The fictional world of the popular TV series Game of Thrones may be reinforcing the existing racial, cultural and geographical stereotypes that have been part of the Western imagination of the East for centuries, a study suggests.
Game of Thrones, based on American author George R.R. Martin's series A Song of Ice and Fire, has a reputation of being a ground-breaking portal of escape to an imaginary realm.
However, Martin's depiction of Eastern people is not far removed from older narratives, according to the study published in the Canadian Review of American Studies.
In his study, Mat Hardy, Senior Lecturer at Deakin University in Australia, cited examples from the storyline of Daenerys Targaryen, the heir to the Iron Throne—a white Westerner who navigates the perils of the Eastern lands to claim her birthright.
"There is little ambiguity in the naming of the two continents that feature in the books and the TV series," Hardy said.
Westeros is the principal location for most plot arcs. To the East lies Essos, which is chiefly used as a kind of quarantine zone for the development of Daenerys' story. It serves as a far-away land where she is relatively safe, while advancing her character arc.
To build her army, Daenerys frees thousands of dark-skinned slave soldiers known as the Unsullied, and wins over the Dothraki, a nomadic tribe of horsemen portrayed to lead a barbaric lifestyle.
"The eastern narrative dropped the moment Daenerys moved to Westeros. The best indication of this is the fact that the opening credits changed and removed the Eastern portion of the map," Hardy told PTI in an email interview.
In the eighth and final season of the HBO series, the opening credits did away with the eastern continent of Essos and shifted focus to Westeros, as Hardy noted. "The gathering of the Dothraki and Unsullied were major plot points for four seasons but they were about Daenerys' development. Once she had these tools, she moved up a level of threat and leadership," he said.
"But the actual tools were now unimportant," he added.
In the third episode of the final season of Game of Thrones, that aired last week, the Dothraki were presumably wiped out by the army of the dead.
"The death of the Dothraki fits a standard plot device in Western media—as strength testers. If you want to show how tough the bad guy is, you need him to slaughter a ton of good guys. Enter the non-white cannon fodder," Hardy said.
In laying out their fantasy worlds, Western authors are inclined to reach for the same basic divisions that exist in the world.
"Inevitably to the north and west of these fictional maps lie snowy forests full of dour, uncomplicated, and noble warriors," Hardy wrote in the study.
In the series, the northern stronghold of Winterfell is perenially cold.
According to Hardy, the Northern and Western people—such as the Starks in Game of Thrones—are portrayed as more honest, more productive, and generally more positive than their Eastern counterparts.
"To the east and south, there are deserts, steppes, and wastelands full of crafty nomads, duplicitous petty rulers, slavers, and evil magicians," Hardy wrote.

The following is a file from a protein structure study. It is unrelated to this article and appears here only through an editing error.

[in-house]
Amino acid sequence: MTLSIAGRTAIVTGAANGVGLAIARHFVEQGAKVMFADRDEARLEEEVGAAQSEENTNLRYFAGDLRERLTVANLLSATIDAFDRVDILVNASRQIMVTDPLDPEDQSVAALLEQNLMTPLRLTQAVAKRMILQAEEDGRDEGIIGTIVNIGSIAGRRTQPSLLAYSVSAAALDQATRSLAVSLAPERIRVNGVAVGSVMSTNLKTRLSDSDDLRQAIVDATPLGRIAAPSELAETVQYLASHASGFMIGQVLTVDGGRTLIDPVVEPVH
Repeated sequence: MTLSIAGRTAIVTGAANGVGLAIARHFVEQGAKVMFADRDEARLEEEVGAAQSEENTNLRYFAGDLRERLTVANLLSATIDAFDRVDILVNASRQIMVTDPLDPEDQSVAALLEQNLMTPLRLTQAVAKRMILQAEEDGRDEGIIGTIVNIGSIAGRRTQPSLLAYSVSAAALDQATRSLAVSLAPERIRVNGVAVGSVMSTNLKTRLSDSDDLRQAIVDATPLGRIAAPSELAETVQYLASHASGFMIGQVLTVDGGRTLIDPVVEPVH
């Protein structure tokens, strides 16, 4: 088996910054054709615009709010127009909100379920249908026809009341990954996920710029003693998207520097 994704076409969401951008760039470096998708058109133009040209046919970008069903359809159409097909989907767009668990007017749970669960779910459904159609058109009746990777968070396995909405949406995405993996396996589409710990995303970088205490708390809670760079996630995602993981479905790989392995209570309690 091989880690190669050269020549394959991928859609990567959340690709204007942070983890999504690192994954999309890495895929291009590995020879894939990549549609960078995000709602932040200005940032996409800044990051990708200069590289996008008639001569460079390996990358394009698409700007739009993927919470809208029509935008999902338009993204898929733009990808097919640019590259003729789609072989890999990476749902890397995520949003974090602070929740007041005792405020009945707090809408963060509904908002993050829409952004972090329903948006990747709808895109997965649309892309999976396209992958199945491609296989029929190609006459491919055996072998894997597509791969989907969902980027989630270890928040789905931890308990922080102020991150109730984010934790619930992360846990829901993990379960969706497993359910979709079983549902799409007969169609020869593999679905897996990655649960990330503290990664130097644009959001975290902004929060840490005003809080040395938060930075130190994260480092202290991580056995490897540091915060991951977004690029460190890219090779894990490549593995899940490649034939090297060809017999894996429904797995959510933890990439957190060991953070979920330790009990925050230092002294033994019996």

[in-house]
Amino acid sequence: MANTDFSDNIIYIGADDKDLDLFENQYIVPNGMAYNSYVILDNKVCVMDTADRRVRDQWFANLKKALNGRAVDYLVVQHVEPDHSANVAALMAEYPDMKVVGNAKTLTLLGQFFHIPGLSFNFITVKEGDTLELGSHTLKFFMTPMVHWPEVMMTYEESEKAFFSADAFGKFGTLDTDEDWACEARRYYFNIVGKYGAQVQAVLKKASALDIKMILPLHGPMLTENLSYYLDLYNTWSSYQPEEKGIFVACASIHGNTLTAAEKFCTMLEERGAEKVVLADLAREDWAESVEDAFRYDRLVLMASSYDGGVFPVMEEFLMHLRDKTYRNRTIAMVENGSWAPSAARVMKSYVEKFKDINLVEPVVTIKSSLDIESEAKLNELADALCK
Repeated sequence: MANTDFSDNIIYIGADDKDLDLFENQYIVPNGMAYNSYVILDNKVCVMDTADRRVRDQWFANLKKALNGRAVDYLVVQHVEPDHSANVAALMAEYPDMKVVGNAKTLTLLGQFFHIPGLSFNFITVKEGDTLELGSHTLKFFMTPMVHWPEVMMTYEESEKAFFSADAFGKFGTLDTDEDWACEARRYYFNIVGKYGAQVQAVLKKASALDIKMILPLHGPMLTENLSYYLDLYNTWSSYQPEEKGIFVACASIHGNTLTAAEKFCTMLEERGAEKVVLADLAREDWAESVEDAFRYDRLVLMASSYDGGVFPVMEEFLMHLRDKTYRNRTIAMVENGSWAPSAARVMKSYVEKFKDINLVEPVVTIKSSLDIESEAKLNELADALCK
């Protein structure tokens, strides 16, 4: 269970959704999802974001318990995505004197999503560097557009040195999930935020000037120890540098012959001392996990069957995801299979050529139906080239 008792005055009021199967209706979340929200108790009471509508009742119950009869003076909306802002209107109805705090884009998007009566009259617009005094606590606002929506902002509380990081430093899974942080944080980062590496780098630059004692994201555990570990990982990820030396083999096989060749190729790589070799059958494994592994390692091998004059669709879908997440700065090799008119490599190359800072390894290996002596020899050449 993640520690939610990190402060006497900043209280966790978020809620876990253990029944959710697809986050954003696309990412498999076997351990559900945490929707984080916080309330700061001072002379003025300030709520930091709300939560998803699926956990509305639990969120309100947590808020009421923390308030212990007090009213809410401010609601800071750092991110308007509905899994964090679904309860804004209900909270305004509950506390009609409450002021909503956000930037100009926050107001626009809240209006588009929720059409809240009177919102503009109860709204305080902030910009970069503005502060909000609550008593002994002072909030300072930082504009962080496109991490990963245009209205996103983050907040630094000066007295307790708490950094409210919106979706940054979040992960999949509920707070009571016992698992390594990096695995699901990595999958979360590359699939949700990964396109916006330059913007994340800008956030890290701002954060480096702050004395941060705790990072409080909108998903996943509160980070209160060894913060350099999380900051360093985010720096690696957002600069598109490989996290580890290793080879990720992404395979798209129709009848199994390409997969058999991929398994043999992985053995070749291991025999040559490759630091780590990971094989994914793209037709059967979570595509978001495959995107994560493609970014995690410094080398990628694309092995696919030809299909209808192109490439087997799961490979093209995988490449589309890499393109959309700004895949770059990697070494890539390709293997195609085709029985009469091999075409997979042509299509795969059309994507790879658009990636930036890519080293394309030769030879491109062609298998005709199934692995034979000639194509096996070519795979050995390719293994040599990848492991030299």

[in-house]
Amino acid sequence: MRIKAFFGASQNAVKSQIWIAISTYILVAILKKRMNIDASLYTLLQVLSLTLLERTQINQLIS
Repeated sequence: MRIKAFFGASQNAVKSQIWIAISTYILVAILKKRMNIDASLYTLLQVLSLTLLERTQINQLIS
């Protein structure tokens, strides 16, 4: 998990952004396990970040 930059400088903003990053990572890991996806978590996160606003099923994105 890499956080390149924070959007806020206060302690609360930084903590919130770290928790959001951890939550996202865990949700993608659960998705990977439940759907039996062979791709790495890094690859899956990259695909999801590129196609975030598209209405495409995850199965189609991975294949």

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Daenerys is shown to overcome the wickedness of the East—imposing her own ideological interpretations upon them and proving her ability to lead.
Strong elements of the old colonial vision can be found in her actions—she is the white westerner as civiliser, improver and breaker of unpalatable or primitive customs.
Daenerys stamps her more liberal and implicitly Western values across the continent of Essos, even though things do not always lead towards desirable outcomes.
Her liberation of the slave cities—Yunkai, Astapor and Mereen—provokes resistance to change, rebellion, and then inexorable regression into barbarism, sectarianism, and squalor when she departs.
The idea that Eastern peoples are unable to govern themselves without a stern white parent taking the heavy and thankless task of overseeing them was a standard Western belief of imperial times, according to the study.
Another example from the show is fair-skinned Arya Stark's training in the Eastern city of Braavos. Hardy noted that this too is a reflection of how the West perceives Eastern martial arts in the real world.
"The western fascination with martial arts mastery is also a fairly standard fantasy element. You pop off to a monastery for a few years and come back as a lethal dealer of death. It doesn't even have to be explained to an audience. They just accept it as standard," Hardy said.
Hardy, who teaches Middle East Studies, wants people to question their assumptions about the Middle East and its people.
"Central to this is making them realise where their assumptions have come from and what cultural relativism they are bringing to the table," Hardy told PTI.
"Examining popular media is part of this and it is easy for students to identify problems with the depiction of real world locations and people. But I want them to understand that even if they are watching a TV show that is not set in our own world, the same Orientalist stereotypes are still there," he said.
"Western fantasy authors are lazy when they draw up their maps and global cultures and an endemic Euro-centric imagination prevails. People need to be aware of that," he added.